SUBJECTIVE

  • personal reactions to emotionally depicted female forms.
  • personal reaction to bright colours
  • reminded of cartoon style, graphic design figures
  • imaginative response to the depiction of varied emotions within the paintings

STRUCTURAL

  • charcoal and paint on canvas (oil paint)
  • bright colours
  • sparse coloured backdrops
  • highly detailed facial features
  • non-realistic forms
  • constructed from inspiration drawn from magazines and photos taken of women in shopping centers and out on the street

CULTURAL

  • explores and challenges the depictions of women
  • influenced by magazine imagery

POSTMODERN

  • appropriates magazine photography and depiction of the female form
  • portraits that play with various different emotions drawing the viewer in but also making them wary
  • re-configures facial features
  • challenges how women are represnented

Abbey McCulloch
I Don’t Want To Think
Oil on Canvas
60 x 75 cm
image credits: http://www.schubertcontemporary.com.au/

Abbey McCulloch
Snygg 2008 (triptych)
oil on canvas
120 x 450cm
image credits: http://www.helengory.com

PRACTICE:

  • painting skills in portraiture, expressive and minimalist styles
  • drawing ability as well as knowledge of photographing street photography style with a camera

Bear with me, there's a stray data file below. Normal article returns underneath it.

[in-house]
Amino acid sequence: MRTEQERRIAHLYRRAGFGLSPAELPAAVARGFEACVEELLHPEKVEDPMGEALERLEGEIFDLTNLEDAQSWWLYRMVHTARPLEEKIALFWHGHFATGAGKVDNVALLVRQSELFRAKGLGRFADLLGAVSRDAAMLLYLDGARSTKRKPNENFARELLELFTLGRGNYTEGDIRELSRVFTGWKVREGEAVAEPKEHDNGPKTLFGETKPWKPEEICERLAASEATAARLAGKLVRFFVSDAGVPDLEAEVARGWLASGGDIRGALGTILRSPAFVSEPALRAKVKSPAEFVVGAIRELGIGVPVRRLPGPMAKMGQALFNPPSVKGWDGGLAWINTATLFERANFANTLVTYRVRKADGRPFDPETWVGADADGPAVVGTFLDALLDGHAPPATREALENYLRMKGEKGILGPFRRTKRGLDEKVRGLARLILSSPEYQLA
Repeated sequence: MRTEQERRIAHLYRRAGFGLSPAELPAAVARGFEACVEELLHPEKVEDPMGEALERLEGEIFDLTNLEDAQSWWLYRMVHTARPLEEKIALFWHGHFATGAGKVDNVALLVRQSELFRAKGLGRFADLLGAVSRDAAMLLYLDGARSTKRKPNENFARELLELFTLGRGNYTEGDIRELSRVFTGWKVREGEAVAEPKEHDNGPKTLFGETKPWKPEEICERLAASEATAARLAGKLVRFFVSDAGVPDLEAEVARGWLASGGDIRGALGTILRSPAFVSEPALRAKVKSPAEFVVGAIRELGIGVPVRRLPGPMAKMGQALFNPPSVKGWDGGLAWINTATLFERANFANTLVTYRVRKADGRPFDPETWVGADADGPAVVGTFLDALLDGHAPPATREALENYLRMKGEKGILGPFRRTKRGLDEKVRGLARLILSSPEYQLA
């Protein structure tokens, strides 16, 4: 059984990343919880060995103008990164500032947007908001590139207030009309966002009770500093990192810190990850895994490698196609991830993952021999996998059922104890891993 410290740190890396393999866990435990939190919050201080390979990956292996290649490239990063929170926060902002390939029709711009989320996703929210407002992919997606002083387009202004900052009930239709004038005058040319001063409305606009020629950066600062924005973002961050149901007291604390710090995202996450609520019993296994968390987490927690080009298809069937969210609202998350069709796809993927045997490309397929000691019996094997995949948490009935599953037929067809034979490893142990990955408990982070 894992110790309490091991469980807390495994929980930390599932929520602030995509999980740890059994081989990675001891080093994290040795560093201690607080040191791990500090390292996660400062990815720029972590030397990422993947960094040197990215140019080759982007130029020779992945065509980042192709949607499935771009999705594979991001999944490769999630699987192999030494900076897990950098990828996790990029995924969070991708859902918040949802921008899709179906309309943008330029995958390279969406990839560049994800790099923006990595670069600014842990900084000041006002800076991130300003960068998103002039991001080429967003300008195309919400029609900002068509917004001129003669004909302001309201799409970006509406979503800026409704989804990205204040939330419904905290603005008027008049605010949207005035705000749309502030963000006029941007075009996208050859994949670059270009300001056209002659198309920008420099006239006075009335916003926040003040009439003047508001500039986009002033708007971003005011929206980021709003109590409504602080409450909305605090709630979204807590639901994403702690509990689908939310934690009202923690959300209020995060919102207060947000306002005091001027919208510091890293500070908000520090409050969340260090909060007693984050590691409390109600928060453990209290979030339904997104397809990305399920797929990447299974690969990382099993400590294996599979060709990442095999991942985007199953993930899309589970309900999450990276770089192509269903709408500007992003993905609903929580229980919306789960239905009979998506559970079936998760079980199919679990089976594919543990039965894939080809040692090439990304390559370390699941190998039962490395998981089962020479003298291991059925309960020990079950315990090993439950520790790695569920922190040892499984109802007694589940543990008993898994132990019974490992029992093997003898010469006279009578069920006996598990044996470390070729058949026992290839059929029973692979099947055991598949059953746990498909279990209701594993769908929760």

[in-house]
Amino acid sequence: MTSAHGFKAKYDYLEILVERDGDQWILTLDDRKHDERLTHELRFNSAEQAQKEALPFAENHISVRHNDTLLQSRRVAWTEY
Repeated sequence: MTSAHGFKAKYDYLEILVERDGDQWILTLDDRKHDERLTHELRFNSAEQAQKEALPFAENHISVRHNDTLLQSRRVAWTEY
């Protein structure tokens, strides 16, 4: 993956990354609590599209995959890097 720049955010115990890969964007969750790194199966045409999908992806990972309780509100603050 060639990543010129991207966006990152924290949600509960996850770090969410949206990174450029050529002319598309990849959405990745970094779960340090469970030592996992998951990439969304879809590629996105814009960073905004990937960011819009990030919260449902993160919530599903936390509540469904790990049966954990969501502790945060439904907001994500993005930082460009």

• interested in alternative depictions of women from those in magazines
  • explores depicting female figures with various emotions depicted within them
  • works i a studio on the gold coast
  • has a masters in fine art from Queensland College of Fine Art

Abbey McCulloch
Delphine 2010
Oil on canvas
100 x 100cm
image credits: http://www.helengory.com

Abbey McCulloch
Of Things to Come 2011 (installation view)
Oil on canvas
150 x 480cm
image credits: http://www.helengory.com

RELEVANT LINKS:

http://abbeymcculloch.com.au/

http://www.helengory.com/#/Artist/Abbey-McCulloch/Work

http://www.schubertcontemporary.com.au/Contemporary/Links/McCulloch_Abbey.htm

http://www.abc.net.au/arts/stories/s3259023.htm

http://www.theage.com.au/news/Arts/The-art-of-being-a-woman/2005/02/15/1108229993896.html

Abbey McCulloch
Toni Collette
oil on canvas
150 x 120cm
image credits: http://www.artgallery.nsw.gov.au

Abbey McCulloch
Cabin Fever 6 2010
Charcoal on paper
51 x 64cm
image credits: http://www.helengory.com

Advertisements

Information

This entry was posted on 22/07/2012 by in All, Australian, Drawing, Painting.
%d bloggers like this: